"138. Dishonour of cheque for insufficiency, etc., of funds in the account - Where any cheque drawn by a persons on an account maintained by him with a banker for payment of any amount of money to another persons from out of that account for the discharge, in whole or in part, of any debt or other liability, is returned by the bank unpaid, either because of the amount of money standing to the credit of that account is insufficient to honour the cheque or that it exceeds the amount arranged to be paid from that account by an agreement made with that bank, such person shall be deemed to have committed an offence and shall, without prejudice to any other provisions of this Act, be punished with imprisonment for a term which may be extended to two years, or with fine which may extend to twice the amount of the cheque, or with both:" For creating a criminal liability in terms of the said Section, the complainant must show:

  1. that a cheque was issued;

  2. the same was presented;

  3. but, it was dishonoured;

  4. a notice in terms of the said provision was served on the person sought to be made liable; and

  5. despite service of notice, neither any payment was made nor other obligations, if any, were complied with within fifteen days from the date of receipt of the notice.

Section 141 of the Act postulates constructive liability on the part of the Directors of the Company or other persons responsible for its conduct of the business of the company. It reads as under:

"141. Offences by companies.

  1. If the person committing an offence under section 138 is a company, every person who, at the time the offence was committed, was in charge of, and was responsible to, the company for the conduct of the business of the company, as well as the company, shall be deemed to be guilty of the offence and shall be liable to be proceeded against and punished accordingly:

Provided that nothing contained in this sub-section shall render any person liable to punishment if he proves that the offence was committed without his knowledge, or that he had exercised all due diligence to prevent the commission of such offence.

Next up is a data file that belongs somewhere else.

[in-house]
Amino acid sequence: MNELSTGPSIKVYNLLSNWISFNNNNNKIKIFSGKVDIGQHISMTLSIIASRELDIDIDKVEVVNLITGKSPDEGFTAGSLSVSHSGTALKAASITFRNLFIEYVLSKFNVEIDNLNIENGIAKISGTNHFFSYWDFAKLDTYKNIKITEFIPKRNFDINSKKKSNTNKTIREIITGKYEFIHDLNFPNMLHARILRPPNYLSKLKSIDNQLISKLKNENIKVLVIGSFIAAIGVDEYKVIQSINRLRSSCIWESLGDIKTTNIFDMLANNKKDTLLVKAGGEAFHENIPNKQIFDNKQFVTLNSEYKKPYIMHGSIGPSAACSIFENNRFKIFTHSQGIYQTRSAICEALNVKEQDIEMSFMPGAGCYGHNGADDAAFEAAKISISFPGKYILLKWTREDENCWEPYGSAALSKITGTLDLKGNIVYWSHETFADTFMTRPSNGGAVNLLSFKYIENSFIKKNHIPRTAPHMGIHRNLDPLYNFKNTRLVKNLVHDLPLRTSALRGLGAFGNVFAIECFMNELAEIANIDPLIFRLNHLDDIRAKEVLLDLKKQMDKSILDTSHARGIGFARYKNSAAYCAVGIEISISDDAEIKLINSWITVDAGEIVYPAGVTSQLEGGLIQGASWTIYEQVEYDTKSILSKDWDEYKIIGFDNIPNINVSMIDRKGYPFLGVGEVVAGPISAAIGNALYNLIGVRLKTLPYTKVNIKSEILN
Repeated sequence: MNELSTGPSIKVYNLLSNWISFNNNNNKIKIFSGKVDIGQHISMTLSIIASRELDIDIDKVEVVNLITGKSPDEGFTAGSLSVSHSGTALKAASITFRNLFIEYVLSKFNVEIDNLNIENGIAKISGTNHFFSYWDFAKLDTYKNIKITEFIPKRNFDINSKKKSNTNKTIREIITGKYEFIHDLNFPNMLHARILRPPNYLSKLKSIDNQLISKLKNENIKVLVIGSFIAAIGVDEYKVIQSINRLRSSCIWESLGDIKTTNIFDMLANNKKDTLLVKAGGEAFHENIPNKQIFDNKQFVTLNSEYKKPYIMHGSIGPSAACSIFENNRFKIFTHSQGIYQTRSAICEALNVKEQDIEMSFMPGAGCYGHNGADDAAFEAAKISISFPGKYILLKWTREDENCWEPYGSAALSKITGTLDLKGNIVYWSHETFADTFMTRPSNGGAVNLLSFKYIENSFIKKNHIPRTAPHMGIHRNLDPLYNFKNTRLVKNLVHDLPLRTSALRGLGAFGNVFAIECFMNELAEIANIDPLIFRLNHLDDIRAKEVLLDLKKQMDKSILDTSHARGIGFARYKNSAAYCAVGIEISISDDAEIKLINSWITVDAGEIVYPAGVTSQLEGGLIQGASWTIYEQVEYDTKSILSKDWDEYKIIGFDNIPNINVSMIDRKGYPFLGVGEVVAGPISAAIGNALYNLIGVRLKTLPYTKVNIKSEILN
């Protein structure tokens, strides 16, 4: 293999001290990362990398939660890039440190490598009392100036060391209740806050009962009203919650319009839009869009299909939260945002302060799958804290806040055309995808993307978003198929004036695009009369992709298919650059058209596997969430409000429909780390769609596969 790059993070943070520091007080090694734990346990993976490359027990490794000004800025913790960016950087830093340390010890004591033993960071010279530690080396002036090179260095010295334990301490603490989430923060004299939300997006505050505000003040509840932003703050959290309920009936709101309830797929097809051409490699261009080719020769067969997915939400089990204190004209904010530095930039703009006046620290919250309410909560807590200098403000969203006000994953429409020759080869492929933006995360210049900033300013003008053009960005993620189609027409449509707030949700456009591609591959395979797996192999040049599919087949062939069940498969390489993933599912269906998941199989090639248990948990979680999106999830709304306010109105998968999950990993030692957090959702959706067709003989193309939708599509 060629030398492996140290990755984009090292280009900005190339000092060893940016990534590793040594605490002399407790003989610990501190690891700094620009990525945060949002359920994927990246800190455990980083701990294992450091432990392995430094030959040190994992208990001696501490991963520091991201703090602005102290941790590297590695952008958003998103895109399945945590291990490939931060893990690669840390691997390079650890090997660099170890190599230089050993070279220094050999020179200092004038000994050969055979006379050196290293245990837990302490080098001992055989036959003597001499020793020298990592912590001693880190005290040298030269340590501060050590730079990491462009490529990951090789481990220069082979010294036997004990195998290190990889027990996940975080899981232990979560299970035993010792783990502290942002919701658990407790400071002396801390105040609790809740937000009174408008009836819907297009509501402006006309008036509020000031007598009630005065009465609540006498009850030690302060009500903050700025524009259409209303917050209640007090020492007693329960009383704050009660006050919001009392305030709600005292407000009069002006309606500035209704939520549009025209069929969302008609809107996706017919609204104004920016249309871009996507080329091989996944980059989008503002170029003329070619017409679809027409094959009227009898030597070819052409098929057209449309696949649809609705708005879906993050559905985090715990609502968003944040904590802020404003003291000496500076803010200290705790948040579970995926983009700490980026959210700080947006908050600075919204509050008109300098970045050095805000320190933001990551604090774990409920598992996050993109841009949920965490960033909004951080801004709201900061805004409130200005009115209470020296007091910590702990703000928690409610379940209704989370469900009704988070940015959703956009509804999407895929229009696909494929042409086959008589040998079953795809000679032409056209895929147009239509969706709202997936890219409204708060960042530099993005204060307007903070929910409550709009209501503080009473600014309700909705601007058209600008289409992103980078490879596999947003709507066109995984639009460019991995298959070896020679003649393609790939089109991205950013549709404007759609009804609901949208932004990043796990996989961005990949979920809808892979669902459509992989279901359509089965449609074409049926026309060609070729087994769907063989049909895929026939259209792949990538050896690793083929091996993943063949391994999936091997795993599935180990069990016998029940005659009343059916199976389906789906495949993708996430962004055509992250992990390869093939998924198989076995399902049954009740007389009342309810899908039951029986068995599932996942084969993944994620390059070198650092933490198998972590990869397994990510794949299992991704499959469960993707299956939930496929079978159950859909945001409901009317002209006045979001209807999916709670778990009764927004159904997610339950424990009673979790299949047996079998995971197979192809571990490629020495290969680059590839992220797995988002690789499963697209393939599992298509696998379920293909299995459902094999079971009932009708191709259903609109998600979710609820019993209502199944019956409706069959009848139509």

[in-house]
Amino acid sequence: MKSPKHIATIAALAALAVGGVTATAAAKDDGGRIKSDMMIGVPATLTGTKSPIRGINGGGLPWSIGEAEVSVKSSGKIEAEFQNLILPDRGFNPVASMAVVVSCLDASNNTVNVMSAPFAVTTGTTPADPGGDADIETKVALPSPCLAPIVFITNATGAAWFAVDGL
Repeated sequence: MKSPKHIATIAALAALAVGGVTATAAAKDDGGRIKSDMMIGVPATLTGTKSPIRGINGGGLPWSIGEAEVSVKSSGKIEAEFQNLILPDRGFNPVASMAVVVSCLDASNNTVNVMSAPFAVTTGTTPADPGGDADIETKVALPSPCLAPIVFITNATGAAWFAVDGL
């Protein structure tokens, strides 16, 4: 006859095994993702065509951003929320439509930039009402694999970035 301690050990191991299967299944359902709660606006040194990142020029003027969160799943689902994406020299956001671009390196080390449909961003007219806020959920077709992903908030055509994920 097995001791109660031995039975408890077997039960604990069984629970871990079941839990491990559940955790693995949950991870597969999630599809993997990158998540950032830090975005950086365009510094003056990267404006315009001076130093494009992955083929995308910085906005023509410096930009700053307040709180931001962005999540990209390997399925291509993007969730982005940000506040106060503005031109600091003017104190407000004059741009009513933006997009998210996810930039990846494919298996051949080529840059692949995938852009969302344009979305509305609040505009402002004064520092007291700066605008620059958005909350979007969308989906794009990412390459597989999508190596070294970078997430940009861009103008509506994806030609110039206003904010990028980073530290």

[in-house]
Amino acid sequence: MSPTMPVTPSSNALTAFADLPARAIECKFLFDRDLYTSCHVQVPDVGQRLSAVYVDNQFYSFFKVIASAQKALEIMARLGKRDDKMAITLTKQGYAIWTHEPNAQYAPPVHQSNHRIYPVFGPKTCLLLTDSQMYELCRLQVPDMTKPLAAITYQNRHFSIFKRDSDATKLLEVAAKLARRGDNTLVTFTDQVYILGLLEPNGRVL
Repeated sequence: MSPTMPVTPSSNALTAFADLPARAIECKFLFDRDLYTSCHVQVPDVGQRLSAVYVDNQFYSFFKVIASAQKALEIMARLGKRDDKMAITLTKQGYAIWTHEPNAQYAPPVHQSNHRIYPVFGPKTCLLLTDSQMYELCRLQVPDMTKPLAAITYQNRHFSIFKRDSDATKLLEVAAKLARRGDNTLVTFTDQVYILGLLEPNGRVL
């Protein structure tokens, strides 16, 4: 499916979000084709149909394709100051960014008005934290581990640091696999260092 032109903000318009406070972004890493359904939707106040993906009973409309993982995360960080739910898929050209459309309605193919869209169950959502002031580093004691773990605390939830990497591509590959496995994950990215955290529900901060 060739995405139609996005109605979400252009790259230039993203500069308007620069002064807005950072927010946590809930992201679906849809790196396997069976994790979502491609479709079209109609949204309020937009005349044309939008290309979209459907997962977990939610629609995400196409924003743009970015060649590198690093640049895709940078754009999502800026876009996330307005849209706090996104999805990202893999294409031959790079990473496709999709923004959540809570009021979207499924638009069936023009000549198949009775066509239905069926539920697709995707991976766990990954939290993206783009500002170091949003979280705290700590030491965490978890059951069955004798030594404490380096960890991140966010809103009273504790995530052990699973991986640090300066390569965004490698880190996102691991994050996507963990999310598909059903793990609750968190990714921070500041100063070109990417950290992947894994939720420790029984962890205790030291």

Provided further that where a person is nominated as a Director of a company by virtue of his holding any office or employment in the Central Government or State Government or a financial corporation owned or controlled by the Central Government or the State Government, as the case may be, he shall not be liable for-prosecution under this Chapter.

  1. Notwithstanding anything contained in Sub- section (1), where any offence under this Act has been committed by a company and it is proved that the offence has been committed with the consent or connivance of, or is attributable to, any neglect on the part of, any director, manager, secretary or other officer of the company, such director, manager, secretary or other officer shall also he deemed to be guilty of that offence and shall be liable to be proceeded against and punished accordingly." A person would be vicariously liable for commission of an offence on the part of a Company only in the event the conditions precedent laid down therefor in Section 141 of the Act stand satisfied. For the aforementioned purpose, a strict construction would be necessary.

The purported averments which have been made in the complaint petitions so as to make the appellant vicariously liable for the offence committed by the Company read as under: